I learned people develop and grow enormously when faced with their own mortality.  Changes are made overnight. Many emotions are expressed at different times.  There is anger, denial, bitterness, fear, and remorse.  Finally, they reach acceptance of their final days. Common threads run through with many regrets.  Here are the comments from some patients.

1).  I wish I had lived a life true to myself. 

2).  I wish I had not worked so hard and so long.

3).  I wish I had expressed my real and true feelings.

4).  I wish I had stayed in touch with my friends.

5).  I wish I had chosen to be happier.

Sometime soon, take a moment to reflect and think about these comments. Make a decision to design your Legacy.

Attitude is a Choice

Attitude is a Choice

The primary force determining if you succeed or fail in life and especially as an effective communicator is your attitude.  You have complete control over your attitude.  Your response to what happens to you is more important than the event.

W. Clement Stone wrote, “There is little difference in people, but that little difference makes a big difference.  The little difference is attitude.  The big difference is whether it is positive or negative.” A positive mental attitude is a most outstanding asset. I believe your time is your most valuable asset. For this discussion, let’s define attitude as “a habit of an individual act of thinking”.  Thinking is considered “self-talk” and may be spoken words or unspoken thoughts. Thinking is asking and answering questions in your head. The way you talk to your self creates your attitudes and your attitudes affect all the things you want to be, to do or have in life. You can change your attitude by changing your thinking. There is an ancient truth which tells us “what we think is what we become”.  Change your mental input, change your attitude; change your behaviors and actions.  change your results. All your circumstances improve when you improve your attitude.

People are creatures of habit and tend to act in the same manner in similar situations. People resist making changes and creating good habits. Forming a good habit takes approximately sixty days according to an article in Psychology Today. Tom Ziglar says, “the quickest way to success is to replace bad habits with good habits”. It has been said, “if you do what you have always done, you will get what you have always gotten.” Zig Ziglar said,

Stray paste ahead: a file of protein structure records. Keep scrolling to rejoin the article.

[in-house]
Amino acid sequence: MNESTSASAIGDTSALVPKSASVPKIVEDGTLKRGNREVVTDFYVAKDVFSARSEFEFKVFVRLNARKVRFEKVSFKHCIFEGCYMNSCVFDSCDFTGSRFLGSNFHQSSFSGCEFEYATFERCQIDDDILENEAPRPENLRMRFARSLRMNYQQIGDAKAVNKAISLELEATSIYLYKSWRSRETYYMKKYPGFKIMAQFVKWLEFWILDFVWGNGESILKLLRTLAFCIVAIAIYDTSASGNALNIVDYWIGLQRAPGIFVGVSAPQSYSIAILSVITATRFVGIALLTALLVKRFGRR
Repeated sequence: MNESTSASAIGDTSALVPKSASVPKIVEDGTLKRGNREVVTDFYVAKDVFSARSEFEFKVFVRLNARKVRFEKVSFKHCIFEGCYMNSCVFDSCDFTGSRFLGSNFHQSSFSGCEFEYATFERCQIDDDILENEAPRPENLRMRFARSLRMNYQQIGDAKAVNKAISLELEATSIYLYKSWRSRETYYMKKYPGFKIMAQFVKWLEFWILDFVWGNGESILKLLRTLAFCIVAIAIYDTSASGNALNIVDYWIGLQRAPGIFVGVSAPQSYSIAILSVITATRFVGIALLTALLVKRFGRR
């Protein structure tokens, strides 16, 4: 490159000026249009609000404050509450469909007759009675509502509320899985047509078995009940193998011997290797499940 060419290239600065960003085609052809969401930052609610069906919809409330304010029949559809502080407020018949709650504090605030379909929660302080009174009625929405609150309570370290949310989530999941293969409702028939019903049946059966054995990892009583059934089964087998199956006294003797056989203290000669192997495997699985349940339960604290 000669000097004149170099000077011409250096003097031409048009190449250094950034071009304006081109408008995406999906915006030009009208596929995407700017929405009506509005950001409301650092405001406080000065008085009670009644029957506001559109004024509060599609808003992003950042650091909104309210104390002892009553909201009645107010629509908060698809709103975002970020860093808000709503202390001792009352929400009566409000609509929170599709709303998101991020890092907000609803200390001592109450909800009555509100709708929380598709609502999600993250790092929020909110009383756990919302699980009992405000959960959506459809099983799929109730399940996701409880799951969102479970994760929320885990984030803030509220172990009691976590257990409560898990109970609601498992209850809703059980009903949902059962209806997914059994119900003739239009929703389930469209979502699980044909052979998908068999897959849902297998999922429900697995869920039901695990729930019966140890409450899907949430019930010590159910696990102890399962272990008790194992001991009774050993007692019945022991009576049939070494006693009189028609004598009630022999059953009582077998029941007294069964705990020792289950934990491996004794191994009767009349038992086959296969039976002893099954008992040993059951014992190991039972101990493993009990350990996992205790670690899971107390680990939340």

“if you want to do something you have never done, you are going to have to make changes and do something you have never done”

Are you awake at 3 am?

It does not happen to be often, but it does happen.

Here is what I do and it works in wonderful marvelous ways.

1.  Get up from bed and find a distraction free location. Now is not the time to glance at your phone. 

2.  Obtain a note pad or a journal.  Write your list of gratitude.  Make the list long and include the big and the small things.  Invest five or six minutes preparing the list.  If you write a person’s name, think about why you are grateful for them and recall specific memory items about them. Gratitude and fear cannot live in the same space at the same time.

3.  Have a conversation with God.  Ask God three questions.  God, do you know the circumstances of my life? YES.  God, are you BIG enough to handle my situation?  YES.  God, what is the plan?  Then, listen to what God has to say – five minutes; sit peacefully and wait on God to answer.  He will answer.  One morning last week before the sun came up, I was speaking with God about my students in Kibogora, Rwanda.  I was planning a presentation on the journey of life beginning with Survival and ending with creating a Legacy. I was overcome with emotion when I thought about the meaning of Survival to a young adult in Rwanda.  What is God’s Plan for them?  I was preparing to be still and wait but He shared with me the answer.  I can not help them all but because I can not help them all does not stop me from helping some of them.  I must keep doing what I am doing for the people of Kibogora. 

4.  Write a VICTORY list.  Things you have accomplished in the past with pride.

School graduation; helping someone in need, overcoming a big challenge.  This is to remind yourself you have done it before and you can do it again.

5.  Identify the problem giving you the most concern.  Write it in your journal or pad of paper. Write all the things you can do to solve the situation.  Take action and create a written plan.  Identifying a problem is a positive step in the correct path.  It is only negative if you stay focused on the problem.  Focus on the solution.

6.  There are things in our lives we have no control over.  These items should be given to God in prayer. God is in control; He knows exactly WHAT IS GOING ON AND He is big enough to handle it.  His plan is in Romans 8:28 all things work together for good and continue to be encouraged by James 1:2-3 you will become stronger in the situation and God will perfectly position you to fulfill your purpose in life.

7.  Go back to sleep or go to work.

Kenneth R. O’Neal